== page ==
Douglass filed a lawsuit in the United Stated District Court for the Eastern District of Pennsylvania, alleging that Convergent violated the FDCPA by including a QR code and account number in a location visible through the clear plastic window of a collection letter sent to Douglass. Convergent moved for summary judgment, arguing that displaying such information in the window of the envelope was benign. The District Court granted summary judgment in favor of Defendant Convergent under a “benign language” exception. Douglass v. Convergent Outsourcing, 963 F. Supp. 2d 440 (E.D. Pa., 2013). The “benign language” exception to Section 1692f(8) is a judicially created exception to Section 1692f(8), which allows a court to forgive a technical violation of Section 1692f(8) if the violation is benign in nature. The District Court reasoned that although Convergent may have technically violated § 1692f(8), a strict interpretation of the statute would contradict Congress’ true intent.

To reach this conclusion, the District Court cited to Waldron v. Professional Medical Management, which held that a literal application of § 1692(8) “would produce absurd results.” No. 12-1863, 2013 WL 978933 (E.D. Pa., March 13, 2013). The District Court and the Waldron court relied on similar applications of the “benign language” exception to Section 1692f(8) in the Fifth Circuit, Eighth Circuit, District of Connecticut and the Central District of California.[2] Ultimately, the District Court held that “the mere presence of an account number does not show that the communication is related to a debt collection and “[i]t also could not reasonably be said to ‘humiliate, threaten, or manipulate’ the debtor.” Douglass v. Convergent Outsourcing, 963 F. Supp. 2d at 446. Further, the District Court found that “[s]ince the ‘random series of letters and numbers’ revealed through the QR code does not ‘clearly refer to a debt,’ or ‘tend to humiliate, threaten, or manipulate’” the consumer, Convergent did not violate the FDCPA. Id. at 448. Accordingly, the District Court granted summary judgment in favor of Convergent.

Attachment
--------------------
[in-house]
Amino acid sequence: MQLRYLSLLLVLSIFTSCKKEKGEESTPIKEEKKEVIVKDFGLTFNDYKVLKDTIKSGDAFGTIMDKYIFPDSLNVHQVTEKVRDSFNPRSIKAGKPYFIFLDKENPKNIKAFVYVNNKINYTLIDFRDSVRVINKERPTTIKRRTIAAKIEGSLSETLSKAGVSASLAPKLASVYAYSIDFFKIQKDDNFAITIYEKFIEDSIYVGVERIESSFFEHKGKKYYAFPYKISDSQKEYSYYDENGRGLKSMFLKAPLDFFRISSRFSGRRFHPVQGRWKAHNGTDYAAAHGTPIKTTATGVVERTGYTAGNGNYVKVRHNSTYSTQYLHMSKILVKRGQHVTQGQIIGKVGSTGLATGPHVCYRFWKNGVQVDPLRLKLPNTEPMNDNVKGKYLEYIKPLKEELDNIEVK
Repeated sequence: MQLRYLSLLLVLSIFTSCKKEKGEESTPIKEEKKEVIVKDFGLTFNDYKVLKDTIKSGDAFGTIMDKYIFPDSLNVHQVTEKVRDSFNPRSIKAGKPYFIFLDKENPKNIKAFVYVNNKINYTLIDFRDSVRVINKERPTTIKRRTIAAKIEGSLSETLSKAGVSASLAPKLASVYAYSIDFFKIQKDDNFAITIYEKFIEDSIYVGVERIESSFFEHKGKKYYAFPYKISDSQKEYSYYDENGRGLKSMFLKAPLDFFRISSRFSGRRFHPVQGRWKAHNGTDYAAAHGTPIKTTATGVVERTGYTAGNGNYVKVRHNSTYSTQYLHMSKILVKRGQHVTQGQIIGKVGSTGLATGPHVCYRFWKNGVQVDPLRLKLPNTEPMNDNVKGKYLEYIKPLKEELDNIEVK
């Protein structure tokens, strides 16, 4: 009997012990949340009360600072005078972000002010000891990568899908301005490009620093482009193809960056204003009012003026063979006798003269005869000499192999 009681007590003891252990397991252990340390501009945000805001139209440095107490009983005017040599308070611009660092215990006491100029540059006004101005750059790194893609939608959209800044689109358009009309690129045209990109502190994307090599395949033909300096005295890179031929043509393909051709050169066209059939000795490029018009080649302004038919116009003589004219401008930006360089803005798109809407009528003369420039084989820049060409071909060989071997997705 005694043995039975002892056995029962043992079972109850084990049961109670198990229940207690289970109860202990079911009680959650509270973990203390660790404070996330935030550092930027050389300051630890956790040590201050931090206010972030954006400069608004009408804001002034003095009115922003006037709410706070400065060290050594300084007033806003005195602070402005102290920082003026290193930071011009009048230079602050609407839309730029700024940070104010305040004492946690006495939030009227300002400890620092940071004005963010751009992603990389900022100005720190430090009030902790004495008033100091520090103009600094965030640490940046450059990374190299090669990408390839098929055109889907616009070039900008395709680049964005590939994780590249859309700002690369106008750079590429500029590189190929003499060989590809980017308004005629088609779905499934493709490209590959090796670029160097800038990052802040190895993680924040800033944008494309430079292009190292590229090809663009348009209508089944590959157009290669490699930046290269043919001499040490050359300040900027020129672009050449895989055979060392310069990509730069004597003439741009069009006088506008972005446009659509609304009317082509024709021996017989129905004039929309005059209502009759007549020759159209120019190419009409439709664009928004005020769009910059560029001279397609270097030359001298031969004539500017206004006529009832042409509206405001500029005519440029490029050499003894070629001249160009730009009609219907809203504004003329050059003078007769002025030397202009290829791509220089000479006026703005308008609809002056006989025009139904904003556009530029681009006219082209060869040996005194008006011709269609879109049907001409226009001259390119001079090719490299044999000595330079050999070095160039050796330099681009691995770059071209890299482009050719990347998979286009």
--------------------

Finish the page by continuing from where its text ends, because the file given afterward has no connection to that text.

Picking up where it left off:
Douglass appealed the order granting summary judgment. On appeal, Douglass argued that an unambiguous reading of § 1692(8) explicitly bars the disclosure of account numbers. Douglass v. Convergent Outsourcing, 13-3588, 2014 WL 4235570 (3d Cir. Aug. 28, 2014). Convergent maintained that a plain reading of § 1692(8) would lead to absurd results and thus its disclosure of Douglass’ account number is allowed under a “benign language” exception. Id. at *3. In response, Douglass argued that, even if a “benign language” exception applies, the disclosure of an account number is never benign. Id.

The Third Circuit found that “the plain language of § 1692f(8) does not permit Convergent’s envelope to display an account number” but declined to evaluate whether Section 1692f(8) allows for a “benign language” exception. Instead, the Third Circuit determined that a debt collector’s account number is never benign. Id. at *4. Specifically, the Third Circuit held that “[t]he account number is a core piece of information pertaining to Douglass’s status as a debtor and Convergent’s debt collection effort. Disclosed to the public, it could be used to expose her financial predicament. Because Convergent’s disclosure implicates core privacy concerns, it cannot be deemed benign.” Id. Based on these considerations, the Third Circuit found that “Douglass’s account number is impermissible language or symbols under § 1692f(8)” in violation of the FDCPA. Id. at *6.

On September 10, 2014, Convergent filed a Petition for Rehearing En Banc or Panel Rehearing.     

In light of this decision, entities collecting consumer debt should avoid the use of account numbers and/or QR codes on envelopes or within the viewing area of clear plastic envelope windows. Revealing such information on envelopes or through clear plastic envelope windows may expose debt collectors to liability under the FDCPA.

[1] A “QR” Code is a barcode like image which can be read from a Cell Phone.

[2] Strand v. Diversified Collection Serv., Inc., 380 F.3d 316, 318–19 (8th Cir. 2008); Goswami v. Am. Collections Enter., Inc., 377 F.3d 488, 494 (5th Cir. 2004); Lindbergh v. Transworld Sys., Inc., 846 F. Supp. 175, 180 & n. 27 (D. Conn. 1994); Masuda v. Thomas Richards & Co., 759 F. Supp. 1456, 1466 (C.D. Cal. 1991).